Everybody poops! Or alternately: Full-time RVing with cats, and where the heck did we put the litter boxes?

We have four cats and live in a 35-foot RV. Where do our cats poop? Not gonna lie: this was at the top of our priority list when we were RV shopping. It is extremely important to have a clean and safe area for cats to go to the bathroom, because without that, it can cause all kinds of behavioral problems that could lead to anything from aggression to physical illness.

Read the rest of this post.Everybody poops! Or alternately: Full-time RVing with cats, and where the heck did we put the litter boxes?

Why is our ceiling wet?

Humidity can a real problem while living in an RV. We have been traveling east, officially leaving the dry desert and entering bayou country. On the first night of 90% humidity, we wondered when we would be dealing with complications of humidity in our RV life.

The next morning, while making my morning tea, I noticed a six inch round spot on the ceiling with condensation forming.

view of condensation formed on the ceiling with an a/c vent close by

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Installing a Laundry Chute in Our RV

Where do we hide our dirty laundry? With limited space, we needed a place to store it until laundry day. Our rig has a pass-through storage compartment under the front of the trailer, which is under the bedroom closet.

Rather than keeping a hamper for dirty clothes alongside the clean clothes in the closet, I decided to make a laundry chute.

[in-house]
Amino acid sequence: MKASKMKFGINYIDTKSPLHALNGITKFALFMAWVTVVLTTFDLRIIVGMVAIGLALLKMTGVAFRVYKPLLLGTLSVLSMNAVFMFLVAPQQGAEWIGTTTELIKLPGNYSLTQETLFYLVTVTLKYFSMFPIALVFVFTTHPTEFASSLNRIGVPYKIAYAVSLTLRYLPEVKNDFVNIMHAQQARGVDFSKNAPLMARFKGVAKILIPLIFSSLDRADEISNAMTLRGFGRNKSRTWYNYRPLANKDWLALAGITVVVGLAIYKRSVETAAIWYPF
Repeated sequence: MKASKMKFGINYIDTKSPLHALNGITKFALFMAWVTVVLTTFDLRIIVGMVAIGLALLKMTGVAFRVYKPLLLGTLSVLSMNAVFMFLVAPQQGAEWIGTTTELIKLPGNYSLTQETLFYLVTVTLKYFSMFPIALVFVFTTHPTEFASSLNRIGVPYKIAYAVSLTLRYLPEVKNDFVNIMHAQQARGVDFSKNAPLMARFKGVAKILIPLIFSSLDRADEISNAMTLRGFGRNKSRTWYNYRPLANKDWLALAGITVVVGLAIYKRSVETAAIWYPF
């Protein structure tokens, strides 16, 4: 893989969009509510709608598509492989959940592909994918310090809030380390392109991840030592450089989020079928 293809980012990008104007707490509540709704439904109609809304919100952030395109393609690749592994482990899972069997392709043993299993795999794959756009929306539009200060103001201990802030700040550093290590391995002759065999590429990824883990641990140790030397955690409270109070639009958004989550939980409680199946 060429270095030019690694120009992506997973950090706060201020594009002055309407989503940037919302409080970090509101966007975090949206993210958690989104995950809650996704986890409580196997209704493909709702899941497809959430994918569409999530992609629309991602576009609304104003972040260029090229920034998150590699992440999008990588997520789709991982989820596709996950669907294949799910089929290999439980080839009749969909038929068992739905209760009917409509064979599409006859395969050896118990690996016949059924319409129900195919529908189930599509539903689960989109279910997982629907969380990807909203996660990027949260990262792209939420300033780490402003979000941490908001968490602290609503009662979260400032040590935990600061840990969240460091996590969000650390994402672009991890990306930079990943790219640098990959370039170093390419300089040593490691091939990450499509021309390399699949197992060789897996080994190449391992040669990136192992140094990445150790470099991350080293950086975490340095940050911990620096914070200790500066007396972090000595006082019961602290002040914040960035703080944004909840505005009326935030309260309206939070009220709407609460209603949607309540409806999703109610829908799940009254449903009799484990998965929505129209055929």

the front of an RV with an arrow pointing to the storage door on the bottom side, and the words "pass-thru storage."

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Have you checked your brakes? You should stop and read this if you can.

Before we left Phoenix, I spent some time crawling under our trailer inspecting its brakes, suspension, and axles. Until now, we had only hauled our house for a few very short trips, so thankfully things were still fairly clean down there. The trailer has an electric brake system on all four tires. One of the first things I noticed was the electrical feeds to these brakes were not protected in any way, and they could rub on the metal surfaces: a potentially dangerous situation down the road. I purchased plastic wire loom and wire ties to cover and protect the wires. The wire loom is corrugated and flexible, but split down one side so it is easy to install without unhooking anything. I slipped the loom over all exposed wiring and secured it with wire ties and clips. I maintained sag loops to allow for suspension movement. Trailer brakes are vital …

Read the rest of this post.Have you checked your brakes? You should stop and read this if you can.

Our Furnace Wouldn’t Light!

I know it’s August and we haven’t had to think about our furnace in months, but winter is just around the corner. It was time to do some maintenance. Much like moving into a sticks-and-bricks home, there is always something to work on. Last winter we were having periodic issues with our furnace not lighting, especially on the coldest nights. I checked the air intake and exhaust ports to make sure there were no blockages, since bees and wasps like to make their homes there from time to time. The other appliances that use propane fuel (stove, hot water heater, and refrigerators) all worked fine. The furnace itself is mounted under the kitchen pantry and is not easily accessible. Thankfully our trailer has an electric fireplace as an additional heat source when the furnace acted up. The propane (LP) gas system runs off two thirty pound tanks located on the …